Four years into their new model of government, the City of San Fernando still finds itself adjusting  from working  with having a city administrator form of government to a city manager model- where department heads report to the city manager instead of directly to the city council.

And the question of who the city’s  police chief should report to has been a point of debate at city hall in earlier years.  There has always been a lot of ambiguity as where that position should fall. The Police Chief’s position falls into the category of an executive management at -will position. 

That uncertainty was brought to a close on Monday when council members voted to officially designate the Chief of Police Tony Vairo as a department head, making him responsible for reporting to the city manager.

The city has been in transition with several top positions currently vacant. The city’s finance director Nick Kimball,  has stepped in as the interim city manager. The city conducted interviews last week to fill the city manager’s position.   Mayor Sylvia Ballin and City council member Jaime Soto agreed to serve on the ad hoc committee to oversee the interview process.  However, Soto failed to show up for the two days of interviews.

Meanwhile, the lack of clarity for the Police Chief prevented him from a pay raise.   Kimball, who brought the issue up to the council prior to the vote said, “We have one employee in the city who is not covered by any bargain unit, therefore has not received any compensation increases over the last three years.”

According to Kimball, all other city employees have received an average of 2.5 to 3 percent increase over the last three years. But the chief of police’s position was not part of any bargaining agreement since the city reorganized itself.

“It did not fit neatly into a category because of his unique position as an executive management employee, but also being a sworn office, he didn’t fit neatly into any of the existing MOU’s, [memorandum of understanding] so that position was just kind of left out there and not addressed,” Kimball said.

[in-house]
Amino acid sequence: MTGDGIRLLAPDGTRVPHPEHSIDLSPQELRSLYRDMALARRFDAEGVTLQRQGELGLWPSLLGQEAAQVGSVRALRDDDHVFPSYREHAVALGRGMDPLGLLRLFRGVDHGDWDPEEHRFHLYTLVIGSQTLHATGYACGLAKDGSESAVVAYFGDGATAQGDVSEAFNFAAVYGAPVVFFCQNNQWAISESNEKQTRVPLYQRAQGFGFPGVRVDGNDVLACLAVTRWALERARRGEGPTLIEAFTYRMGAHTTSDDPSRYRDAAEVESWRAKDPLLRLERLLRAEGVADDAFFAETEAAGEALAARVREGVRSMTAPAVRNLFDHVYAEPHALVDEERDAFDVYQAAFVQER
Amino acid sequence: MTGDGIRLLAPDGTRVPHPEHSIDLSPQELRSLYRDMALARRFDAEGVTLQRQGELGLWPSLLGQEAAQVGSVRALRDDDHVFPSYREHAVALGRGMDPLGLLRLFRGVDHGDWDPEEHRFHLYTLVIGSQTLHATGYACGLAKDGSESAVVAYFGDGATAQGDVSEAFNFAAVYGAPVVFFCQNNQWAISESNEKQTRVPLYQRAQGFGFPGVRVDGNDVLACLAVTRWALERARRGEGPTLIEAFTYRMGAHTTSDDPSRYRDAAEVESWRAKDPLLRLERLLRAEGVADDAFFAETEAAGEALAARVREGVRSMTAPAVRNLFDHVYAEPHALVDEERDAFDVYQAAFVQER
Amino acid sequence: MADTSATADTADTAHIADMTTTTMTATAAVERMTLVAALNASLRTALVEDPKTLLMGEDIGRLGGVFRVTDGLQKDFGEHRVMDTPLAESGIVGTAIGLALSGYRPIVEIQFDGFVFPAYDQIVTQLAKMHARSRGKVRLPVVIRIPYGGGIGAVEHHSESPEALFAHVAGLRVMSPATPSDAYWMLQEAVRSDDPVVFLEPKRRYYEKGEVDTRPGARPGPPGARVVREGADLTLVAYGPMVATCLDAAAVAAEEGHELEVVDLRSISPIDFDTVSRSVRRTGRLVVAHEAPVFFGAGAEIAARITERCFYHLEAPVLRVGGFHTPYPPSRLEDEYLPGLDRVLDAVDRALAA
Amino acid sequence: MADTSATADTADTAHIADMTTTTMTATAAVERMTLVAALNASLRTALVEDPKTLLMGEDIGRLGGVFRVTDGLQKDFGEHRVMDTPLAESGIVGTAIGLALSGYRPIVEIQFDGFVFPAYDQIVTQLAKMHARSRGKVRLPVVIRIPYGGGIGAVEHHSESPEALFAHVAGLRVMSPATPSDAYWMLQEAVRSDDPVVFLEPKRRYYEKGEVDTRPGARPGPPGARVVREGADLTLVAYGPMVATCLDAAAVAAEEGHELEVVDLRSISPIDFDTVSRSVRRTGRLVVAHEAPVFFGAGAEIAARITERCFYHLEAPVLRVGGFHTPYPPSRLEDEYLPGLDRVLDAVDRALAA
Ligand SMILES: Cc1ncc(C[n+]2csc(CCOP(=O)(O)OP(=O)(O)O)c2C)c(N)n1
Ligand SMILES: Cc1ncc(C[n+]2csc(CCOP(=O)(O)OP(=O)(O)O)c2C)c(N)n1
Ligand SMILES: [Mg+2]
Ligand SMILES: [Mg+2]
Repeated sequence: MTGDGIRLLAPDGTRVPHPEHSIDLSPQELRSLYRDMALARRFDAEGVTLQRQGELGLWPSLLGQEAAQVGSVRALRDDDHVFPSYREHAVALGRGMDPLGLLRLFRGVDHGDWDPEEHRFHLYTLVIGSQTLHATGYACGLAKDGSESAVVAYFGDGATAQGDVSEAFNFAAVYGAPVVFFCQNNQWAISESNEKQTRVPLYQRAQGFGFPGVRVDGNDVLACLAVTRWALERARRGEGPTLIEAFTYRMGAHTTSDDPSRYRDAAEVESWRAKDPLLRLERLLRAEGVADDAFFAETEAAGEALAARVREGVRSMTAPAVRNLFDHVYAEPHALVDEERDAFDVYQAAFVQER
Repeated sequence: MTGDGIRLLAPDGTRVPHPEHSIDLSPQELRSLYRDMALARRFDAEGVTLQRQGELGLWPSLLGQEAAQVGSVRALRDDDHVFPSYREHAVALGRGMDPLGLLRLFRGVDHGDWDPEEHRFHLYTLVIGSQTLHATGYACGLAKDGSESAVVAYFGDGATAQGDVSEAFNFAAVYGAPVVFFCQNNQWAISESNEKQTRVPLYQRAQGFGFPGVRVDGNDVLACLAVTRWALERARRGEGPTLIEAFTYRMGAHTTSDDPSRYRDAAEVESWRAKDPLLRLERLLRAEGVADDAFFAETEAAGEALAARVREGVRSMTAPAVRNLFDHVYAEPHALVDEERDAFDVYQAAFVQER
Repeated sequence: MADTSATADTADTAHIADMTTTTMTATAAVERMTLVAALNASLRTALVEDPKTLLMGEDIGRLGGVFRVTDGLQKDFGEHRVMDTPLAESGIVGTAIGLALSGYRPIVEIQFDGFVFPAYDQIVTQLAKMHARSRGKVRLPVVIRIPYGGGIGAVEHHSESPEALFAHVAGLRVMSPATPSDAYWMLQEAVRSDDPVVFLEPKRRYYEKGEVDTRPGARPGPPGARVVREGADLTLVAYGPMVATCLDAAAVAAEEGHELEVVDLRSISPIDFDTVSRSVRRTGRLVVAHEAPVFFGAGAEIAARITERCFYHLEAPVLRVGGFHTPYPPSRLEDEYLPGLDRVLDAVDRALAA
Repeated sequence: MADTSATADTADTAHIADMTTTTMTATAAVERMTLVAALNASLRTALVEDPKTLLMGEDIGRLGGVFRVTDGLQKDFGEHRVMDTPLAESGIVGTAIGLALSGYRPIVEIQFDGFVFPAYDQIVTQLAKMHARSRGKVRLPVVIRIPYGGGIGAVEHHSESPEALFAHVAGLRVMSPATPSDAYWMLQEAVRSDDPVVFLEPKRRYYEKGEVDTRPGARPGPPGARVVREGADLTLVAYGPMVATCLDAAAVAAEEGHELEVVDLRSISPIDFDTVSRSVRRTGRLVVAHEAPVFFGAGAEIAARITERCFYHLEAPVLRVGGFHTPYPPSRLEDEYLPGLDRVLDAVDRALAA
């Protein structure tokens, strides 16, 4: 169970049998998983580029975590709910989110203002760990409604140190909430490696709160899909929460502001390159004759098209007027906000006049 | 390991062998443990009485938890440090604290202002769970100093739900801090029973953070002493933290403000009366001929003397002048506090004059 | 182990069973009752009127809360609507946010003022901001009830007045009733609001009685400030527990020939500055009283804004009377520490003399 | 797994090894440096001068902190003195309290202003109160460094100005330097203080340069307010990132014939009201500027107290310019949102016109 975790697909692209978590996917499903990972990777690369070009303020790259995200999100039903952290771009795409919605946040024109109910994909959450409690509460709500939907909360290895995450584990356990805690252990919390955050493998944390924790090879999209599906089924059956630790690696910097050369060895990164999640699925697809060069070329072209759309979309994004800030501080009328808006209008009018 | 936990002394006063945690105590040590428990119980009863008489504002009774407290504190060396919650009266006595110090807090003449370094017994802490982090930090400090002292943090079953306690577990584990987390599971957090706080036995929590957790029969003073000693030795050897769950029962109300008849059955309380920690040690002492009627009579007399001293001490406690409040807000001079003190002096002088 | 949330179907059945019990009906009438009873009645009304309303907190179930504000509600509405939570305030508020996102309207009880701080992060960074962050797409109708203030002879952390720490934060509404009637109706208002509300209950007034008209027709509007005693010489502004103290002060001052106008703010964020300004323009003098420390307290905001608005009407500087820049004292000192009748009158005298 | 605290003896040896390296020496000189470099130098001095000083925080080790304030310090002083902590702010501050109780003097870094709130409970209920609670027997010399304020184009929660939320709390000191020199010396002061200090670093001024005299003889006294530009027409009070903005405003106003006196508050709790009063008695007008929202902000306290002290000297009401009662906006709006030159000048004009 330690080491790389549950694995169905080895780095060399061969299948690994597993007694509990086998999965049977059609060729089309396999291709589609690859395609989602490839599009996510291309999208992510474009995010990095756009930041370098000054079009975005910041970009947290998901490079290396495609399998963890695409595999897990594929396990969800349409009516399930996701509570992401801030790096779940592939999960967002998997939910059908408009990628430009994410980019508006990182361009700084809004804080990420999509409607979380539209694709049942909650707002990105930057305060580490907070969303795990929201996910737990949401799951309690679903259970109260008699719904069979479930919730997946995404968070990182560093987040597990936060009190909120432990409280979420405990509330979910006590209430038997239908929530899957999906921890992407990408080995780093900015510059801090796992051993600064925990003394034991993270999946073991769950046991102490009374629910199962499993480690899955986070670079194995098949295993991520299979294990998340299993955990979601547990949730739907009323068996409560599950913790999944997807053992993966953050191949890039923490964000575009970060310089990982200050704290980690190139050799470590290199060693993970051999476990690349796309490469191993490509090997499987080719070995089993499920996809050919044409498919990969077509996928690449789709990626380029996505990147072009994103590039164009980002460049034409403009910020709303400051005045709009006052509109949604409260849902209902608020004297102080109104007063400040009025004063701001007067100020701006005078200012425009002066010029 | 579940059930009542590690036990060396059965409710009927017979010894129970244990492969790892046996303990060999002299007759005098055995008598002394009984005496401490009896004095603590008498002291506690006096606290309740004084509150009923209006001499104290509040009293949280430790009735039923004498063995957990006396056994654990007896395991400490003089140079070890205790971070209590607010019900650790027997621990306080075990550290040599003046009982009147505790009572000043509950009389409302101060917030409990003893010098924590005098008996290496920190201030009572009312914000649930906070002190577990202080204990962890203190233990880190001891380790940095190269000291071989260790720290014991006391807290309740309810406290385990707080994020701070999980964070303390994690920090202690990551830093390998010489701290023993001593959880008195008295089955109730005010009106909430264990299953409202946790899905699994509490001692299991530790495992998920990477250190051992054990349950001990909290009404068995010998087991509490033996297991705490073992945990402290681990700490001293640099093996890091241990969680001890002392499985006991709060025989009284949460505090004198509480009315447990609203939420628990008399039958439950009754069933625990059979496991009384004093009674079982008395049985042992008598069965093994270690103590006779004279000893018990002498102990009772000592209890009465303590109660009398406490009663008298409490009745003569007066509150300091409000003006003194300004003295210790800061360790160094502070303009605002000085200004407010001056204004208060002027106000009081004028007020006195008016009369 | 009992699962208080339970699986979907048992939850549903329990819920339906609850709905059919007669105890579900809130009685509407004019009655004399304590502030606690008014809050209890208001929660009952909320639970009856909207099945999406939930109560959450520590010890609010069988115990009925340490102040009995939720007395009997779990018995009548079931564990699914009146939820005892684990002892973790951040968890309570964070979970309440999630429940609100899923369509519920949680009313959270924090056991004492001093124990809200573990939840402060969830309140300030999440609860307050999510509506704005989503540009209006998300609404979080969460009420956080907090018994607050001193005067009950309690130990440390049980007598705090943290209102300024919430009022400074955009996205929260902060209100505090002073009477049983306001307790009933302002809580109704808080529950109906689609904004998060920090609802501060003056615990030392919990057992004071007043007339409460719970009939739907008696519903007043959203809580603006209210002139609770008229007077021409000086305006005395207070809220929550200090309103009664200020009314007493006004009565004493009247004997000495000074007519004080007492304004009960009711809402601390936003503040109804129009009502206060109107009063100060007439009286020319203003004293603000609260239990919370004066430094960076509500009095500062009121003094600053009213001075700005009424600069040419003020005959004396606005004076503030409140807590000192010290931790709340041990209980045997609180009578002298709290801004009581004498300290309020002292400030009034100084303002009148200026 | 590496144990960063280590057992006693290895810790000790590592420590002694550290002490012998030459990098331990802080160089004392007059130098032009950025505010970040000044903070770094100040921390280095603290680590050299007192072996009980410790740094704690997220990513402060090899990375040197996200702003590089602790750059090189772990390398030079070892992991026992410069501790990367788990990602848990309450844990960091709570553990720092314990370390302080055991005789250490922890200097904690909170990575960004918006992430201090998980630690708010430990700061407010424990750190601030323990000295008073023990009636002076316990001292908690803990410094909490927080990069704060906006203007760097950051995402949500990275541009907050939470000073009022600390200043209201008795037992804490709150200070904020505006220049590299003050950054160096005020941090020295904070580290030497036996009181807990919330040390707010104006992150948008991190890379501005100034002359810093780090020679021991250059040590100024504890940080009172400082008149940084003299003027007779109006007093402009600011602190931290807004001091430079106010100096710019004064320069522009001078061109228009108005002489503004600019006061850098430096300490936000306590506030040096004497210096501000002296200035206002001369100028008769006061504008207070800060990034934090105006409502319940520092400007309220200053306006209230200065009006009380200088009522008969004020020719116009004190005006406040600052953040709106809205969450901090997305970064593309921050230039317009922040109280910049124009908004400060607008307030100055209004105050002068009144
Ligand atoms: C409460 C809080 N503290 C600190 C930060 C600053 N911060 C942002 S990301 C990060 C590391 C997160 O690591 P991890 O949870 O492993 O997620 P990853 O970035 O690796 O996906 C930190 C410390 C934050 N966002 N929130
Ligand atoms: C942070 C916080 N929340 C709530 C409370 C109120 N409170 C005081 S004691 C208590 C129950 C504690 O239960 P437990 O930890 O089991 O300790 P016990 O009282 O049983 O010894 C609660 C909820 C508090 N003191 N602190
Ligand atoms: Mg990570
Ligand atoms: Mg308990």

Before the transition, the police chief would negotiate a contract directly with the city council.

The resolution was approved by all four councilmembers present (Councilmember Jaime Soto was absent) and will give an increase of two and a half percent to the chief’s base salary. The new starting salary for the chief is $162,400 effective July 1, 2017.

However, along with the increase, Kimball said there are a number of things eliminated for the new pay, such as no longer having 100 percent full medical coverage and less time off. The chief will now have a fixed amount that is covered for medical, dental, and vision benefits and he and other department heads will now be eligible for 400 hours of capped vacation and sick time instead of 800 hours. This reduction and change also saves money because it limits the city’s possible financial liability for paying out unused vacation hours upon seperation, Kimball said.

The chief will also be eligible for up to three months severance pay if ever terminated, just like all the other department heads, and the position will have the same retirement package as the sworn officers. Kimball said the total salary increase is about $4,000 to make up for four years the chief went without a raise.

Although the starting salary for the chief of police was $144,000 plus benefits, public records show Vairo did not get paid that amount until 2016. In 2015, he was paid his lieutenant salary for the three months he remained in that position, and started getting paid as chief in March, when he was hired.

Kimball also stated that without this resolution, Vairo would be receiving nearly the same salary as subordinates, since they are scheduled for a three percent increase next year.

“Typically you have a manager making five percent more than subordinates, so without any sort of adjustment, we will have an issue there as far as the pay scale goes,” Kimball said.

The resolution passed without any discussion since the item was discussed in closed session, said Mayor Ballin, but after the meeting she told The Sun it should have been done a long time ago.

“We’ve had many issues to face, and this is just one more,” she said. “And it’s the right thing to do. “

A request to postpone salary increases for city council and department heads until permanent executive positions are filled was placed on the same day’s agenda. However, the item was tabled since the councilmember who placed the item on the agenda, Councilmember Soto, was absent. Calls and emails to Soto for comment have not been returned.

Editor Diana Martinez contributed to this article